With June and the end of Federal Reserve bond purchases fast approaching, the question that must surely be growing in the minds of global traders, policy-makers concerned about food inflation or anyone that gives a hoot about Australia’s non-resource exports is ‘will Ben do it again?’ By that, this blogger means Ben Bernanke and the prospect of QEIII.
On the “yes” side of the argument, we first have Bernanke himself, who late last week declared himself free of guilt regarding the inflationary consequences of QEII:
“I think it’s entirely unfair to attribute excess demand pressures in emerging markets to US monetary policy, because emerging markets have all the tools they need to address excess demand in those countries … They can, for example, use monetary policy of their own. They can adjust their exchange rates, which is something that they’ve been reluctant to do in some cases.”
Also clearly in the “yes” camp is Paul Krugman, who has been doing his absolute best to absolve the Fed of any responsibility for food price hikes. Yesterday, he pointed the finger squarely at global warming:
The usual suspects will, of course, go wild over suggestions that global warming has something to do with the food crisis; those who insist that Ben Bernanke has blood on his hands tend to be more or less the same people who insist that the scientific consensus on climate reflects a vast leftist conspiracy.
As a brief aside, this blogger will confess that he believes in global warming but does not believe Paul Krugman.
Back on topic and next in the “yes” camp is a superlative argument by Gavyn Davies of the FT written over the weekend that made a systemic case for why Bernanke will ignore commodity inflation:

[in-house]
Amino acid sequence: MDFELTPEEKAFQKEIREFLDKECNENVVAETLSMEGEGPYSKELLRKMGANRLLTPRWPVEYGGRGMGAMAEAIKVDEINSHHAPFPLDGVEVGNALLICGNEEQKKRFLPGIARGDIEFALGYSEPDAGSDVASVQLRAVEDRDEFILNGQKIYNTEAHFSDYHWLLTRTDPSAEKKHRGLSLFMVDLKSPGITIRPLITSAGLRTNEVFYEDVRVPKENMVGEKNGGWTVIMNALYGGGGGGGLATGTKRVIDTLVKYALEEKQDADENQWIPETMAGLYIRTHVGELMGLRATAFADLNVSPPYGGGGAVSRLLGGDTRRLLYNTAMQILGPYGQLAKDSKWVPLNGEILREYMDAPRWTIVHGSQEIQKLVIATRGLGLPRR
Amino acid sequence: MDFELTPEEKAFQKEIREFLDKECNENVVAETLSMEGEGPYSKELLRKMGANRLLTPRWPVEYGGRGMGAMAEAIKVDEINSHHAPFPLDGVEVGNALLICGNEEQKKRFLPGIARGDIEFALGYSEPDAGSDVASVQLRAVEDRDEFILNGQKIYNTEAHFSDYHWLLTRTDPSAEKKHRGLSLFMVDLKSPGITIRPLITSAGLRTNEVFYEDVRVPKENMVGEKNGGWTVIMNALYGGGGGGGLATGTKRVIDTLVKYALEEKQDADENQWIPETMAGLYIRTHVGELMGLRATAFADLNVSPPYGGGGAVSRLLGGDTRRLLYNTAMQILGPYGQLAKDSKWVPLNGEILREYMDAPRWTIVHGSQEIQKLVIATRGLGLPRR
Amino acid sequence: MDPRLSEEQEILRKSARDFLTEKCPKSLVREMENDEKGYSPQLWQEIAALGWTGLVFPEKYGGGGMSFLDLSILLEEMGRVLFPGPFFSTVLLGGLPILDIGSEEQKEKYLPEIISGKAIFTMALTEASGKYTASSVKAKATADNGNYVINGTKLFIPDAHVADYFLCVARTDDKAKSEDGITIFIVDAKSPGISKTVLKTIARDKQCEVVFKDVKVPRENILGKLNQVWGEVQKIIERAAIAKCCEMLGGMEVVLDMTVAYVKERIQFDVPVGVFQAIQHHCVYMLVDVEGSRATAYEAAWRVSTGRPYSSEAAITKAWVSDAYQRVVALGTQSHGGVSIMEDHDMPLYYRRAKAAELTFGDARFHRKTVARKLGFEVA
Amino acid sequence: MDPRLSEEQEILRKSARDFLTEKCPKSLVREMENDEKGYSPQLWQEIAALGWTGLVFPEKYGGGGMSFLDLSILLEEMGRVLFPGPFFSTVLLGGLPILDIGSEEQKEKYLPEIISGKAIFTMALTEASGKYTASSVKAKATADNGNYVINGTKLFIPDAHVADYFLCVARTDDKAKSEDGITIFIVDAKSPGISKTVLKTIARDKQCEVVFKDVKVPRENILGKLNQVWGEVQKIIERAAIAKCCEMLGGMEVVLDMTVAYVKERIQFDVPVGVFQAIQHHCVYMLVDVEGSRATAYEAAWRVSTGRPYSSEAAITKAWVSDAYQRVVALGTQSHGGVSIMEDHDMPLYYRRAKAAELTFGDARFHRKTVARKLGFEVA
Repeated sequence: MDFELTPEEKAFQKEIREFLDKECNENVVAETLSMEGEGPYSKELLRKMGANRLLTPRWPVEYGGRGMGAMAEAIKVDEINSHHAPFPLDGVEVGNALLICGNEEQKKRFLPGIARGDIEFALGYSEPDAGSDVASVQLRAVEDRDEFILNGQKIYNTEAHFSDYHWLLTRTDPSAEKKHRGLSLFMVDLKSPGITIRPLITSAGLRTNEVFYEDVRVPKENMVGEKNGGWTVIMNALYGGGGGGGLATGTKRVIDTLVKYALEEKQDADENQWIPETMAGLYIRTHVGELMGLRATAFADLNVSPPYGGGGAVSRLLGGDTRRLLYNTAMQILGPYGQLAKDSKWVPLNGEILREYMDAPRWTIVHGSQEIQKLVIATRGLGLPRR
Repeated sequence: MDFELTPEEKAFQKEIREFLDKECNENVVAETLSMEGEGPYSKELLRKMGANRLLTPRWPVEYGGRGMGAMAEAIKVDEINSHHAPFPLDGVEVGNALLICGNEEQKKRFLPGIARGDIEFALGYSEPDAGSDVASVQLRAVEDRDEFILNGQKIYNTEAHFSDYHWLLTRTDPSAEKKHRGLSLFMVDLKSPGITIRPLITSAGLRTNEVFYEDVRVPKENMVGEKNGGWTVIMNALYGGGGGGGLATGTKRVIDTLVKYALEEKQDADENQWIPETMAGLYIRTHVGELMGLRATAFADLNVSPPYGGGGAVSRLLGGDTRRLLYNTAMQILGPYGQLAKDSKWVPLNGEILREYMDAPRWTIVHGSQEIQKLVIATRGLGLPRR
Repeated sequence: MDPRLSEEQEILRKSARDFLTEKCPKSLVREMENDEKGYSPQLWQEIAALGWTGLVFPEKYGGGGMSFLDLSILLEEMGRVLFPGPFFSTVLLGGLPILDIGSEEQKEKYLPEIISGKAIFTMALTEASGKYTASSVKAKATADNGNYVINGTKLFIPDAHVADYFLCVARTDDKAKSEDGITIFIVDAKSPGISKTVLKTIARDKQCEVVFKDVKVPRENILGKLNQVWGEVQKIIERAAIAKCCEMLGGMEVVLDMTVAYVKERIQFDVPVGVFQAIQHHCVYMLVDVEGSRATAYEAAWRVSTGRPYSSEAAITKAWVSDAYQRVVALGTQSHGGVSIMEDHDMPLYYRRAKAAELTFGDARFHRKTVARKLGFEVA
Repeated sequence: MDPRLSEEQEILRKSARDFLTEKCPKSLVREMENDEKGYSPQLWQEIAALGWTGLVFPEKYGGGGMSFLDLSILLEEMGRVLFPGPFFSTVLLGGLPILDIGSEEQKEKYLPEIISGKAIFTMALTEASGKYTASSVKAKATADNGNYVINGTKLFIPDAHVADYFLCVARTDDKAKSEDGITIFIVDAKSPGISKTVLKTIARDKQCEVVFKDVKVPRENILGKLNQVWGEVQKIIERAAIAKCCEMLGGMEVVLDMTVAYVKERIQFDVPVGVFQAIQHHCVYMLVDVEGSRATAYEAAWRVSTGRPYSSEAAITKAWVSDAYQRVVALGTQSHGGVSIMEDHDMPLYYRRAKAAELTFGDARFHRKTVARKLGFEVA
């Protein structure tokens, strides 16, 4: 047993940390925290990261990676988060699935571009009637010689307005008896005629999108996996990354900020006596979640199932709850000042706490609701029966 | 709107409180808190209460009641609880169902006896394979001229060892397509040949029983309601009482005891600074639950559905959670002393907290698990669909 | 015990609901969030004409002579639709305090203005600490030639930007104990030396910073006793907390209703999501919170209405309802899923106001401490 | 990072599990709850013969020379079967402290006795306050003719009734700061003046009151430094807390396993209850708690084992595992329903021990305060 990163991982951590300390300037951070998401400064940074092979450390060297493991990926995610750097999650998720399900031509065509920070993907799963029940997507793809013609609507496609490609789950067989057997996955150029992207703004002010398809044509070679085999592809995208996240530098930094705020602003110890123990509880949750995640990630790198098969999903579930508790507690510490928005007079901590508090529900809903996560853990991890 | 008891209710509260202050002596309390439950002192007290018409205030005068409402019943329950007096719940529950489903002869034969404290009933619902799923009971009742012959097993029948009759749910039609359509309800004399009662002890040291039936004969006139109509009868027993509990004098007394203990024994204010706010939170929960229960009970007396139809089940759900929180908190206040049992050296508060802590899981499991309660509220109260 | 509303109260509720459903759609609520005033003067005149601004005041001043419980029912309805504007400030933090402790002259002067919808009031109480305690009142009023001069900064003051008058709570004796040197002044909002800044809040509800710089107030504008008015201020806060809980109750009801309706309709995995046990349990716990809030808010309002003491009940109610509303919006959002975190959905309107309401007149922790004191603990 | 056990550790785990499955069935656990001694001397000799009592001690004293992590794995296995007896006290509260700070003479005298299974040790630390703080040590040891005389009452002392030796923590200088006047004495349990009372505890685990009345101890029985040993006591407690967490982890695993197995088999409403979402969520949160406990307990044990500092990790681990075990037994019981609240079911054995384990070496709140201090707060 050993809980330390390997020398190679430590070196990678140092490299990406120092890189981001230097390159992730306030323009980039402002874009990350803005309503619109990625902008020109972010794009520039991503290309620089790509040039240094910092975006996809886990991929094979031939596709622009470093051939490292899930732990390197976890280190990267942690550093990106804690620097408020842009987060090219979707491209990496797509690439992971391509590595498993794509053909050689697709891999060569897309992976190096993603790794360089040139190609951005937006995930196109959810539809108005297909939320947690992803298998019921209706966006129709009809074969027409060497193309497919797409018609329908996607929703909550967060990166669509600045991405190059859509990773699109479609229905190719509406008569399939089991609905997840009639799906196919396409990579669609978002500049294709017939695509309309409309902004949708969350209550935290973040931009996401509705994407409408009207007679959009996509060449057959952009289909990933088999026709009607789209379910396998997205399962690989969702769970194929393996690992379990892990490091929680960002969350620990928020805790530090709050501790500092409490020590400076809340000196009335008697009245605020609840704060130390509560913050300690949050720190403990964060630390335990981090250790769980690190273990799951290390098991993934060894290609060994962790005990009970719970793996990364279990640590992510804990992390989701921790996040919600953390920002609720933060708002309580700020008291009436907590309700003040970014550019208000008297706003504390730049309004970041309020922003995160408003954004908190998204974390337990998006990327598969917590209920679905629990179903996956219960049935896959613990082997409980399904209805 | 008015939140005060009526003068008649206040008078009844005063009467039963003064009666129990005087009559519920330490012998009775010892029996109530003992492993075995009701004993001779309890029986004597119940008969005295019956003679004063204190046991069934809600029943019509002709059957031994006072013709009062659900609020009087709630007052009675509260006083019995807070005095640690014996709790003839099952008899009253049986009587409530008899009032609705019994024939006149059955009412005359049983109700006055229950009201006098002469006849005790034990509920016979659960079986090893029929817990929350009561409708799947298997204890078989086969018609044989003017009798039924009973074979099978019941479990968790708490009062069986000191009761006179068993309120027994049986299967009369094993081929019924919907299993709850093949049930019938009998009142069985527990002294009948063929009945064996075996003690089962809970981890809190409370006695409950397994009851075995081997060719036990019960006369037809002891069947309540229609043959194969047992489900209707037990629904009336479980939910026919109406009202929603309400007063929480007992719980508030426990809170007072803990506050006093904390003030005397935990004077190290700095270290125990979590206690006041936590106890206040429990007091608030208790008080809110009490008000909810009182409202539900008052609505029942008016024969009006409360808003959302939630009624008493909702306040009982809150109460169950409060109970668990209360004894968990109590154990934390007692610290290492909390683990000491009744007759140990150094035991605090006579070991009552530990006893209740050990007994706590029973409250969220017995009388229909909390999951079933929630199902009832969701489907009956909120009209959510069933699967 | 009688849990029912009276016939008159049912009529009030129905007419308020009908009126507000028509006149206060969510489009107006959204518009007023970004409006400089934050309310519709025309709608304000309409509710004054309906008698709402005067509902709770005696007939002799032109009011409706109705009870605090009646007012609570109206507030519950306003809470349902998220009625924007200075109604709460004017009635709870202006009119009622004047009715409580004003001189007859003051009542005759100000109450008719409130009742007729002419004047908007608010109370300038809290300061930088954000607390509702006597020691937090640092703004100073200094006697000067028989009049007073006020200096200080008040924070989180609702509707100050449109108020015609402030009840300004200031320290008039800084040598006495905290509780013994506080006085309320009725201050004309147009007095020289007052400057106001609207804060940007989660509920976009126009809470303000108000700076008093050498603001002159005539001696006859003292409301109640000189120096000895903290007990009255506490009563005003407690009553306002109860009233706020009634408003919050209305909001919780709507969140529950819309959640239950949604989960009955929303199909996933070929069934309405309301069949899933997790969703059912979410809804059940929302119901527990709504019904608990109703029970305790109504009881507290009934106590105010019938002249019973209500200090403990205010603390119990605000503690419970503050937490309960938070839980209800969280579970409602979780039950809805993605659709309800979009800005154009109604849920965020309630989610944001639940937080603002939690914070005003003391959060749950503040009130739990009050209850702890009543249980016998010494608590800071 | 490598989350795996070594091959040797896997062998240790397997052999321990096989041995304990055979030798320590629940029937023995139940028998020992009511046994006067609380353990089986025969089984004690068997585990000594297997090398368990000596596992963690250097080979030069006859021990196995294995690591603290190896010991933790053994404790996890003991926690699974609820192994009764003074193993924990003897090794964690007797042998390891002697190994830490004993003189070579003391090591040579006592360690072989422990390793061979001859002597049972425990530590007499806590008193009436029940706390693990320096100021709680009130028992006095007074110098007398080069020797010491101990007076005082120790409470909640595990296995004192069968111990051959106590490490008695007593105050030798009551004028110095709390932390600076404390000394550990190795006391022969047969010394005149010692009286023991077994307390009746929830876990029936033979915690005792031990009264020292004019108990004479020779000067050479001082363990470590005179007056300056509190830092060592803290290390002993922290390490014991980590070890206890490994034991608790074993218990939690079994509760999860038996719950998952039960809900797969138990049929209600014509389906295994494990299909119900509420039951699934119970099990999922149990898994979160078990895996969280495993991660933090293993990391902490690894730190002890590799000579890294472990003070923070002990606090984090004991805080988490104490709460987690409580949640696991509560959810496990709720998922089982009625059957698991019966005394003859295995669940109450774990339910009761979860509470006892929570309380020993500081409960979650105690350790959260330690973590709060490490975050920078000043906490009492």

This, then, is the orthodoxy. Spare capacity (usually measured by the output gap) determines the core inflation rate. Increases in commodity prices can, from time to time, lead to variations in the headline inflation rate, but these will fairly quickly be eliminated as long as the central bank remains focused on the long term path of the core inflation rate. The two most significant danger signals would be an increase in price expectations, or a rise in wage settlements. Since neither of these signals is flashing red, or even amber, in the US, the Fed remains super dovish. In fact, someone described it recently as “uber” dovish.
So, it’s fair to say that neither global politics nor commodity inflation will deter QEIII.
However, if we turn to Tim Duy, the persuasive master of FedWatch, we also find the output gap argument, but this time it’s deployed in the “no” corner:
The January employment report was a mess, but the sharp drop in unemployment is difficult to ignore, especially given the general better-than-expected tone of recent data. At this junction, I believe it is reasonable to believe that overall activity will prove to be better than expected by Federal Reserve policymakers. Still, an upward revision to the forecast does not alone imply that Bernanke & Co. will find it imperative to return to the question of when to tighten. The output gap remains strikingly large for an economy in expansion since the middle of 2009. That should be sufficient to leave the baseline forecast of steady policy intact. But incoming data suggests the balance of risks is no longer on the side of disappointment. It may be that, for the first time in four or five years, the pessimists will need to find a new hobby.
And adding further strength to the “no” camp is Econompic who last week offered a superbly concise take on US Q4 GDP:
Pretty wild release. HUGE positive impact (more than 3%) by improvement in net exports. HUGE positive impact (more than 3%) by consumption (strong demand in durable and non-durable goods). HUGE negative impact (almost 4%) by inventory liquidation to meet final demand vs. new production
I’ve been looking for a bump in aggregate global demand and the jump in consumption and net exports is a good sign. In addition, the fact that we have met final demand by depleting inventories, once again feeds the cycle that businesses have to ramp up production to meet final demand going forward (which will positively impact future economic growth).